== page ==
Would you eat an endangered animal?
The recent killing of Cecil, a now famous Zimbabwe lion, has sparked a debate on the ethics of hunting big game animals. While unsanctioned big game hunting should be condemned, it is important to recognize that big game hunting plays a vital role in preserving big game animals, such as lions, and even endangered species.
Scientist Gary Nabhan, in his cookbook, Renewing America’s Food Traditions: Saving and Savoring the Continent’s Most Endangered Foods, argues that the hunting, ownership, and eating of animals, including endangered animals, can actually save these animals from extinction. His arguments are well-supported.
Under a system of private property, individuals have a strong incentive to care for their property. A trip to the average local public restroom will vividly demonstrate the economic concept that people are poor stewards of property they don’t own. Economic freedom, by permitting and protecting property rights, and by limiting the size and scope of government, encourages the productive use of resources and discourages wasteful and destructive uses.
The same concept applies to legalizing the ownership and hunting of big game animals – just as ranchers have the incentive to maintain the health and survival of their cattle. Ranchers will suffer a financial loss if their cattle starve, get sick, or fail to generate offspring. The philosopher Loren Lomasky argues that the primary reason why livestock animals, such as cattle, have such large populations is precisely because we value them as a food source and can legally raise and sell them.
Big game ranchers, who maintain wildlife reserves for paying hunters, have the same incentives to manage their animal populations to ensure the growth and health of their big game populations. For instance, a study on elephant populations in Africa found that the countries that legalized the private ownership of elephants and elephant products, such as tusks and hides, saw their elephant populations increase. Allowing big game hunting and reserves in Nambia has led to the strong growth of their black rhino, cheetah, elephant, and lion populations. The fees generated by big game hunters fund the very operations that helps protect and grow these animal populations. In fact, big game animals such as the oryx and the addax, whose populations are shrinking across most of Africa, are flourishing on private hunting ranches in Texas.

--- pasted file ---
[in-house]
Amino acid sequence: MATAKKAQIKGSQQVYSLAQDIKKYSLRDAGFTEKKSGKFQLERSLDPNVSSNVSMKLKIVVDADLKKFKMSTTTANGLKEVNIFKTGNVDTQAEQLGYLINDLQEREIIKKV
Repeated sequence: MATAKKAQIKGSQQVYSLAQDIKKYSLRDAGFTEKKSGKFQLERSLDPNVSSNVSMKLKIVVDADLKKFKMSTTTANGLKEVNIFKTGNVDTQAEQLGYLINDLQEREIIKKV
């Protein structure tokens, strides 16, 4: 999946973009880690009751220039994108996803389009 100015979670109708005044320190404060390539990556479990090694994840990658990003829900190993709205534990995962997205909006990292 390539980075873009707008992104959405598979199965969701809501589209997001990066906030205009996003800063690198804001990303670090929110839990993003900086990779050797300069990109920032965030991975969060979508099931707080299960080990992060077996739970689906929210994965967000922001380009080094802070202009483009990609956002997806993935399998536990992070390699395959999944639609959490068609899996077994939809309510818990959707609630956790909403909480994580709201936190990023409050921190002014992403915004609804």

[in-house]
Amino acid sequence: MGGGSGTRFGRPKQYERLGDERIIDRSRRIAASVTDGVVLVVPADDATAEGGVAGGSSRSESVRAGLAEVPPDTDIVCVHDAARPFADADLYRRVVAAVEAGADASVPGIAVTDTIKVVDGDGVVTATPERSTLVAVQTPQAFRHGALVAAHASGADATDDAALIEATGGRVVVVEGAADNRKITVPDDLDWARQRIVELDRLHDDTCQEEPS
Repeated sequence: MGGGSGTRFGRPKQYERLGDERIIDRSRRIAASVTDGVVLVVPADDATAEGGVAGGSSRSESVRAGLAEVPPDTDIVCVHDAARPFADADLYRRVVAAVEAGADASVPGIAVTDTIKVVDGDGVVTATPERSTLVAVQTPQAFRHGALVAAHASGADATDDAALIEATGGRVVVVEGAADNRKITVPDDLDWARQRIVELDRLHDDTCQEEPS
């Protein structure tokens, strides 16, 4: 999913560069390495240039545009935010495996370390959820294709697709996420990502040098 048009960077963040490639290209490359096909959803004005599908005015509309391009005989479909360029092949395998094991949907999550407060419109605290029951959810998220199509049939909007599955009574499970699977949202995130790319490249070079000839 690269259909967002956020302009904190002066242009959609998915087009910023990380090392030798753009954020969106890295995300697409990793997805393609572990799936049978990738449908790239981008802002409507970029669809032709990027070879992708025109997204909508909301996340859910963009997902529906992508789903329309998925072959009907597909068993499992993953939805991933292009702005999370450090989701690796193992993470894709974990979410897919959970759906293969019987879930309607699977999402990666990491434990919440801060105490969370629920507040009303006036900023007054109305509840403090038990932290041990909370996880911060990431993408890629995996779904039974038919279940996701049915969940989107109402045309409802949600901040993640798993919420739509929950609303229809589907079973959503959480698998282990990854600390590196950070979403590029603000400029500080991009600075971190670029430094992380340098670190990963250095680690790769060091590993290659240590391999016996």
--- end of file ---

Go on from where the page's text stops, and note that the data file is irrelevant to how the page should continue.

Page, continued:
Unfortunately – but predictably – countries that relied on laws forbidding the private ownership or hunting of animals actually saw their populations decrease, demonstrating that anti-hunting laws that prohibit or inhibit private reserves, actually put animal species at risk. Poachers on public land lack the incentive private owners have to take care of and manage animal populations; if they don’t take the shot, the next poacher will. Even in the U.S., studies on the effects of the Endangered Species Act find that, by undermining private property rights, it creates the perverse incentive for landowners to make their land inhospitable to the survival of endangered species. Even more tragically, the Endangered Species Act even provides the incentives for landowners to kill any endangered animals they may find on their property.
Rather than condemn big game hunters and private hunting reserves, those concerned about the survival of big game animals should be thanking reserve owners and hunters for their conservation efforts. Private property rights, including the legal right to hunt and own big game animals, provide the market incentives for reserves to care for and manage big game animal populations, even endangered species.
Stephen C. Miller is the executive director of the Johnson Center at Troy University. Follow him on Twitter: @stevemillerecon Daniel J. Smith is an associate professor of economics at the Johnson Center at Troy University. Follow him on Twitter: @smithdanj1